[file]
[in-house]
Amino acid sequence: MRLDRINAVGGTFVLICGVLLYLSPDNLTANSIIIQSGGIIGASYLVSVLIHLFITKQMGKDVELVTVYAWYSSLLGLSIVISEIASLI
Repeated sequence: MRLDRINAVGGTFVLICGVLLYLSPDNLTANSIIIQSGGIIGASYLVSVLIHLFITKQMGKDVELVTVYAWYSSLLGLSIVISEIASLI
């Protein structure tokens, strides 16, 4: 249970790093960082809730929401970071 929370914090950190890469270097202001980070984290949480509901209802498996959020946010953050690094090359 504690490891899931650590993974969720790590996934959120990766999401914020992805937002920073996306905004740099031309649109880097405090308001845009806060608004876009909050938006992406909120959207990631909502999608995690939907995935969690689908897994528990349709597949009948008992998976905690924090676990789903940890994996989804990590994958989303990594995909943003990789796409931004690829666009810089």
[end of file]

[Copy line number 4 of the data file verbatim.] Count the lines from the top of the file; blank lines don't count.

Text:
């Protein structure tokens, strides 16, 4: 249970790093960082809730929401970071 929370914090950190890469270097202001980070984290949480509901209802498996959020946010953050690094090359 504690490891899931650590993974969720790590996934959120990766999401914020992805937002920073996306905004740099031309649109880097405090308001845009806060608004876009909050938006992406909120959207990631909502999608995690939907995935969690689908897994528990349709597949009948008992998976905690924090676990789903940890994996989804990590994958989303990594995909943003990789796409931004690829666009810089």